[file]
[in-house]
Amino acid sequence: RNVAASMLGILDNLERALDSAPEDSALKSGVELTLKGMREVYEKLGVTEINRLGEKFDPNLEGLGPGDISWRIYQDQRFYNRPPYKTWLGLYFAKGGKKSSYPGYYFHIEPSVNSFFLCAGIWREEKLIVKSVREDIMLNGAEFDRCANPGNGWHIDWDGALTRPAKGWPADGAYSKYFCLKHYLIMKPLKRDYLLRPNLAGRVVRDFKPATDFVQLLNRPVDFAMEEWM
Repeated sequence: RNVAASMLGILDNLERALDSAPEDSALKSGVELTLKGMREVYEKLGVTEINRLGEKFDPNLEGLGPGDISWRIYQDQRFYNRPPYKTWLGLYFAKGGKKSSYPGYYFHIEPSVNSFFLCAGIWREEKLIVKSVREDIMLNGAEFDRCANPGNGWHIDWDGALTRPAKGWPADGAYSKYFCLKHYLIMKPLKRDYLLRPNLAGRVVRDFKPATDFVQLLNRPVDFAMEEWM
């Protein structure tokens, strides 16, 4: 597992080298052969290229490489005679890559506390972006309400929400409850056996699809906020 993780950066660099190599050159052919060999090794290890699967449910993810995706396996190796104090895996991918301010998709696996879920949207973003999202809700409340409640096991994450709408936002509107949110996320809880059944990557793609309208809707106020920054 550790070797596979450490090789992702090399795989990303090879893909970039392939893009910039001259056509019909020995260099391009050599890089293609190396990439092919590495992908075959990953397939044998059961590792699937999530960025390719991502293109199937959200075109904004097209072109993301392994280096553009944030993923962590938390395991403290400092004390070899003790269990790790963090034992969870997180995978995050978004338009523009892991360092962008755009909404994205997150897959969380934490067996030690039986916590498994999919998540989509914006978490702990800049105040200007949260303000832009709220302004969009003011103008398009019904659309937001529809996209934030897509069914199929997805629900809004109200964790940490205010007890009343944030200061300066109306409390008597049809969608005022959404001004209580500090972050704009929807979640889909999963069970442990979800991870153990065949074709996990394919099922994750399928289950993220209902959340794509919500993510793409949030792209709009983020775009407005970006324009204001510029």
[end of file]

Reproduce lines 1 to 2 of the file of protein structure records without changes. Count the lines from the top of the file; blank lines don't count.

[in-house]
Amino acid sequence: RNVAASMLGILDNLERALDSAPEDSALKSGVELTLKGMREVYEKLGVTEINRLGEKFDPNLEGLGPGDISWRIYQDQRFYNRPPYKTWLGLYFAKGGKKSSYPGYYFHIEPSVNSFFLCAGIWREEKLIVKSVREDIMLNGAEFDRCANPGNGWHIDWDGALTRPAKGWPADGAYSKYFCLKHYLIMKPLKRDYLLRPNLAGRVVRDFKPATDFVQLLNRPVDFAMEEWM